Microtransactions may be included in Ubisoft's upcoming open-world Star Wars game

by Danny Craig  · 
Updated
Microtransactions may be included in Ubisoft's upcoming open-world Star Wars game
Electronic Arts

A recent job listing from Ubisoft Massive has raised concerns that their upcoming Star Wars game will include microtransactions.

The details:

  • The job listing for a "Monetization Specialist" has appeared on the site of Massive Entertainment, with responsibilities including “learning how to generate additional revenues in the fairest, value-added way possible through secondary store items, monetization systems, live events – and more" across "multiple projects."
  • Along with the unnamed narrative-driven Star Wars game, Massive is also developing Avatar: Frontiers of Pandora, a game set in the world of James Cameron's Avatar movie franchise. Given that Massive's The Division 2 already features microtransactions, these monetization systems will likely appear in one form or another in both upcoming games.
  • It’s also worth noting that the additional information section of the job listing reads, "At Massive, you get to do what you love most while bringing your own experience to our ongoing projects, like Tom Clancy’s The Division 2, Avatar: Frontiers of Pandora, and The Star Wars Project. We're also developing new tech here, such as our in-house engine Snowdrop, and Ubisoft Connect - Ubisoft's digital ecosystem and distribution platform." This isn’t confirmation that monetization will be included in the new games, as the section is the same across all Massive jobs. Still, it certainly adds to the likelihood of their inclusion.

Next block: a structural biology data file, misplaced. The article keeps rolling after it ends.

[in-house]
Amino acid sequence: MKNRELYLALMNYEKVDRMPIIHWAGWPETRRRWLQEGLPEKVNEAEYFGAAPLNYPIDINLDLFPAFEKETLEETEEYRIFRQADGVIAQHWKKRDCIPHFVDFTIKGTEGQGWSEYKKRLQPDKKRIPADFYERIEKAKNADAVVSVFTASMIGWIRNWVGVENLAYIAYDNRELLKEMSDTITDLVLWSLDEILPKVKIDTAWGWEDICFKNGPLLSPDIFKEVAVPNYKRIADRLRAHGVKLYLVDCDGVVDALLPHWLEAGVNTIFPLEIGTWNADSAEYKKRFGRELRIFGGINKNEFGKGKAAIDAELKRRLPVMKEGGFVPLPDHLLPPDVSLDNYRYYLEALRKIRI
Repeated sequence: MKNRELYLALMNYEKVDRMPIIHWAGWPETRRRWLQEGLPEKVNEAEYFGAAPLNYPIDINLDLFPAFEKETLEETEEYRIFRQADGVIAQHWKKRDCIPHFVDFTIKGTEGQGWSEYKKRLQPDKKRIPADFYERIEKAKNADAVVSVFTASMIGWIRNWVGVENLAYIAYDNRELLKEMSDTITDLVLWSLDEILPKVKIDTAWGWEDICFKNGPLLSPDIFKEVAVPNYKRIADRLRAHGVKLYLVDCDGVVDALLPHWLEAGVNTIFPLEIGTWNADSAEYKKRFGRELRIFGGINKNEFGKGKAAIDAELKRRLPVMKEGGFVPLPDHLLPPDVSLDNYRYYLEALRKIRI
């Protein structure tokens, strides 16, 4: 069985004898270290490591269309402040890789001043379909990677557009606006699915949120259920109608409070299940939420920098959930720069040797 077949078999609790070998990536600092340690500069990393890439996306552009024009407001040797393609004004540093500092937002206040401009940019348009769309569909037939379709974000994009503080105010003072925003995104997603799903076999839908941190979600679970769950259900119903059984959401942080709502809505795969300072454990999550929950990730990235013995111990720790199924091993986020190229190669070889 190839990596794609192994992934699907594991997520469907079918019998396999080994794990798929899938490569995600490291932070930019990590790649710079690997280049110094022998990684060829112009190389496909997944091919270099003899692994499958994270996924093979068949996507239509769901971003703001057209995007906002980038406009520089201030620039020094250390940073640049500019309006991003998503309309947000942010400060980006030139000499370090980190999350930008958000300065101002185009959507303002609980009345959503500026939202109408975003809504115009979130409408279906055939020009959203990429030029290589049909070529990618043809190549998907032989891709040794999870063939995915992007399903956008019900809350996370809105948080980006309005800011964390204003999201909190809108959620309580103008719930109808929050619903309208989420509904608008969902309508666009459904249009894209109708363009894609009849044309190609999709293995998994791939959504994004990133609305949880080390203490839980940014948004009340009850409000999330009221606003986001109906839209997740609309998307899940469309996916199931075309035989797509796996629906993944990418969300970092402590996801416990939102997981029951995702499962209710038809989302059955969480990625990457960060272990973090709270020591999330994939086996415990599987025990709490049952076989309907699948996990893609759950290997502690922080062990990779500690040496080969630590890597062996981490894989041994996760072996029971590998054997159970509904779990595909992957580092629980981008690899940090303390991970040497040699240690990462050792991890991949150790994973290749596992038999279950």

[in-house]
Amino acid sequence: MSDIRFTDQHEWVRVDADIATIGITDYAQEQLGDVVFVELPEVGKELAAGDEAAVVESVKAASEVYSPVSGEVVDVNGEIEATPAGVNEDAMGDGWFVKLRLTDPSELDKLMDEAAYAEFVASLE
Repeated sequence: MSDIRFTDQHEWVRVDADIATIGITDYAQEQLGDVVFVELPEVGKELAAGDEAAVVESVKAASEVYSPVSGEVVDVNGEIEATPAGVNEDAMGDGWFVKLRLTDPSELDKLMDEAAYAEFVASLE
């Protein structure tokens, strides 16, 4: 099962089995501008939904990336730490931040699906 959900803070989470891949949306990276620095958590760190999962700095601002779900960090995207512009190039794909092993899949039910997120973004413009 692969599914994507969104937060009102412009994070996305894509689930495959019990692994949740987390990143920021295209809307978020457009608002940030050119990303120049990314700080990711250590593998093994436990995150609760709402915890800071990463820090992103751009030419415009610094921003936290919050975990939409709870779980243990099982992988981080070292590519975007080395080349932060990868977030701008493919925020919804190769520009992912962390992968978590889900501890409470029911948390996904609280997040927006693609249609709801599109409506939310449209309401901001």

• Unfortunately, the Star Wars franchise has a poor track record when it comes to microtransactions, with Electronic Arts' handling of loot boxes in Star Wars Battlefront II prompting industry-wide calls for regulation in all future video games. The outrage eventually led some countries, such as the Netherlands, to classify some loot boxes as a form of gambling, opening up developers and publishers to heavy fines if they didn’t implement specific measures into their games.

Notable microtransaction-related news from last year:

  • The Federal Trade Commission (FTC) fined Fortnite creator, Epic Games, $520 million USD in December over allegations of child privacy violations and unintended purchases from their in-game shop. Of the huge sum, $275 million was for breaking the Children's Online Privacy Protection Act (COPPA) by having voice chat and data collection enabled by default despite the fact that many of its players were younger than 13. The remaining $245 million is to be refunded to players as compensation after the FTC claimed the game featured "dark patterns and billing practises" that used "privacy-invasive default settings and deceptive interfaces" to trick children into purchasing V-Bucks, the game’s premium currency.
  • Back in August 2022, jtisallbusiness, a Diablo Immortal player, claimed he lost access to the game’s PvP battlegrounds after spending a massive $100,000 on microtransactions. He allegedly spent upwards of 72 hours attempting to queue into a game without success, stating, "My matchmaking record is now so high that I literally can’t get a Battleground!" In a YouTube video, he later said he was considering consulting a lawyer after Blizzard failed to provide him with an adequate response. Blizzard then reached out to let him know they were implementing a solution to his matchmaking problem.